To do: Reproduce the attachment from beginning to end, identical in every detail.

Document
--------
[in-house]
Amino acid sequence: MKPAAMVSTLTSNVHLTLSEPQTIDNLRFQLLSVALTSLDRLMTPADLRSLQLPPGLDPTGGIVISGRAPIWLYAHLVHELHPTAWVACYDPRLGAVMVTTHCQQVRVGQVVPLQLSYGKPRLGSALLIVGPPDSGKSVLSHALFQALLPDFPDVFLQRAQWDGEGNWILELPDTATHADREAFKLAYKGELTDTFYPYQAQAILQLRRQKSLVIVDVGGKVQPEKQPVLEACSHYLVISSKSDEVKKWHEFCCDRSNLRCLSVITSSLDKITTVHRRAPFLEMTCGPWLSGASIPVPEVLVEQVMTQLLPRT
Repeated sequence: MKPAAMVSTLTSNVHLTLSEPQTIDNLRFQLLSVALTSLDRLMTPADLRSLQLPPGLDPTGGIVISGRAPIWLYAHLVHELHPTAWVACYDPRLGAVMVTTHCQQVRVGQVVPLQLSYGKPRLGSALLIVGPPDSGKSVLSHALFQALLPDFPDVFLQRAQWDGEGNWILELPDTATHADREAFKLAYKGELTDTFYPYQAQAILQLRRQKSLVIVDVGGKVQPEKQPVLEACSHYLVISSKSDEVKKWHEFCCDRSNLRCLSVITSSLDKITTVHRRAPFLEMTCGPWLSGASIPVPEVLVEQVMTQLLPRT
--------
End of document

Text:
[in-house]
Amino acid sequence: MKPAAMVSTLTSNVHLTLSEPQTIDNLRFQLLSVALTSLDRLMTPADLRSLQLPPGLDPTGGIVISGRAPIWLYAHLVHELHPTAWVACYDPRLGAVMVTTHCQQVRVGQVVPLQLSYGKPRLGSALLIVGPPDSGKSVLSHALFQALLPDFPDVFLQRAQWDGEGNWILELPDTATHADREAFKLAYKGELTDTFYPYQAQAILQLRRQKSLVIVDVGGKVQPEKQPVLEACSHYLVISSKSDEVKKWHEFCCDRSNLRCLSVITSSLDKITTVHRRAPFLEMTCGPWLSGASIPVPEVLVEQVMTQLLPRT
Repeated sequence: MKPAAMVSTLTSNVHLTLSEPQTIDNLRFQLLSVALTSLDRLMTPADLRSLQLPPGLDPTGGIVISGRAPIWLYAHLVHELHPTAWVACYDPRLGAVMVTTHCQQVRVGQVVPLQLSYGKPRLGSALLIVGPPDSGKSVLSHALFQALLPDFPDVFLQRAQWDGEGNWILELPDTATHADREAFKLAYKGELTDTFYPYQAQAILQLRRQKSLVIVDVGGKVQPEKQPVLEACSHYLVISSKSDEVKKWHEFCCDRSNLRCLSVITSSLDKITTVHRRAPFLEMTCGPWLSGASIPVPEVLVEQVMTQLLPRT